Who is a member of Toyota Cult

@andybrandt just published a post on "What’s wrong with Toyota fascination". As he states that his article is inspired by the wonderful Winter Agile Tunnig micro conference (by the way an incredibly brilliant idea and organization form) which took place last Saturday in beautiful Kraków, Poland and given that and the fact that I was the only person mentioning Toyota (once) and manufacturing (several times) in my talk I would like to comment on that post.

His basic statements are that there are 

i) a bunch of lean guys out there - in another blog post and on twitter referred to as "“fad boys” of the Internet Web 2.0 community" - are real fan boys of Toyota and by liking Toyota so much they had the stupid idea of unreflectedly and simply copy 1:1 the Toyota Production System ("mimic Toyota’s assembly line") and were indeed so short sighted as to not realize at all that cars manufacturing is something completely different than software development. (Variability, creativity, etc.)

ii) Toyota is actually one of the lamest car producers out there without any sense of innovation and merely coming up w/ boring small and family cars

So, let us have a look at our feet to explain the "mimicing" part of his post. The thing with feet is: They are useful. And guess what - they have not been invented for human beings n the first place. They have been invented for insects, small animals, never walking around on two feet, no balancing involved etc. So, the original intention was, yes, transport of living beings, but far from what we are doing with them now.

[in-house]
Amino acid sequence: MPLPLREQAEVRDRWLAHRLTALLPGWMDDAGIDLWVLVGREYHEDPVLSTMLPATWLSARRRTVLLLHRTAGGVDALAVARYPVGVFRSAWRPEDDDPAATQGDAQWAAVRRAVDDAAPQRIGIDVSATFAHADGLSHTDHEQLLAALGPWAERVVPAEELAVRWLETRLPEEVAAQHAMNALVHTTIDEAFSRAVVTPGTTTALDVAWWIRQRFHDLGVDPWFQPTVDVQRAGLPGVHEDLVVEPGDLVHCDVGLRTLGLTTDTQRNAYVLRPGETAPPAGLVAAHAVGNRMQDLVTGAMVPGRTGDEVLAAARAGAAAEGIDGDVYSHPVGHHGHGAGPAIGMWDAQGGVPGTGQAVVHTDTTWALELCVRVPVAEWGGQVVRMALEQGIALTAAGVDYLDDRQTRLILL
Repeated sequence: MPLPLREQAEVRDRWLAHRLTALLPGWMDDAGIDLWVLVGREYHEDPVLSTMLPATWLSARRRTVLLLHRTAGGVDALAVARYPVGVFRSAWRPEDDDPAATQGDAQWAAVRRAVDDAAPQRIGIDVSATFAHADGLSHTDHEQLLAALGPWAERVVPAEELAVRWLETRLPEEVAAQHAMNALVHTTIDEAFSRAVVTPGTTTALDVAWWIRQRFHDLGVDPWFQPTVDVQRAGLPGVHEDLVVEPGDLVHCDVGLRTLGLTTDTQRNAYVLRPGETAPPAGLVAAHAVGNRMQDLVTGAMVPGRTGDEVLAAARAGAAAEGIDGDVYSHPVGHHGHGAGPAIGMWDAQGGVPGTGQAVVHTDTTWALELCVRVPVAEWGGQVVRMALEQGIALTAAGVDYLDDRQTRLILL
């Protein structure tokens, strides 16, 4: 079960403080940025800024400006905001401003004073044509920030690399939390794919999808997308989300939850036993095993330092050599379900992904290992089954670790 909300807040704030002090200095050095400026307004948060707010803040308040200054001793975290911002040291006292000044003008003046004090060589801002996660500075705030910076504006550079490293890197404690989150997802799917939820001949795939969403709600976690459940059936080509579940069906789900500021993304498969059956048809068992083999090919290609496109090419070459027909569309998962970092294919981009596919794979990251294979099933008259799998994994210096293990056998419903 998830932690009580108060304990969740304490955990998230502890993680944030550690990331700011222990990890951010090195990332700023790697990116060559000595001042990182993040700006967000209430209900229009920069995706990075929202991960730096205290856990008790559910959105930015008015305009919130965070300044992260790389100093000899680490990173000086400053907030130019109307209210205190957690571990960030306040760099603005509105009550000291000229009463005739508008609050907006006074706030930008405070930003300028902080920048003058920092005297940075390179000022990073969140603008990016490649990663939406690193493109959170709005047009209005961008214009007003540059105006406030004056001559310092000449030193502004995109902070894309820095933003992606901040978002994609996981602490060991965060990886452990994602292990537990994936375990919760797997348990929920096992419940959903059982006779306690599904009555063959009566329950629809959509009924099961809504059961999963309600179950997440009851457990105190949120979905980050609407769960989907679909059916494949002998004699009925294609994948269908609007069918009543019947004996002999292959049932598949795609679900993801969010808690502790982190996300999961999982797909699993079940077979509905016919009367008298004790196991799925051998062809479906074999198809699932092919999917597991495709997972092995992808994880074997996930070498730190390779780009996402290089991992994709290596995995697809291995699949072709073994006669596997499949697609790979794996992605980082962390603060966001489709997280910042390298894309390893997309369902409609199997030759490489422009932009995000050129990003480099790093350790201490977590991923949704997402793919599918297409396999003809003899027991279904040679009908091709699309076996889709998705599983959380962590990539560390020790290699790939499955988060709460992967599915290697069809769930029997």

It is clear to everybody that his feet, my feet everybody's (Spiderman being an exception?) feet are a lot different from insects feet (they don't stick, they have individual toes, etc). And that's because evolution (how creationists explain that, I don't know) changed feet by external pressure to what makes them useful tools for us, walking upright, successfully doing crazy things like high jump, long jump, 100m sprints in crazy speed, cycling, climbing, marathon, ultra marathon, Phelps' swimming style, you name it. In myself had some success in one or the other of the mentioned activities and I would never deny the success of the concept of feet.

So, all the smart people (and it's not me to blame for that) who looked at Toyota Production System at the time looked indeed at a manufacturing production system. And with good reason. Like the compiler theory guys at their time looked into industrialization of our "science" and trying to bring something like engineering practices into CS for the first time, these guys looked at a mature industry and especially into a production process that did nothing else than revolutionize cars manufacturing across the world (successfully).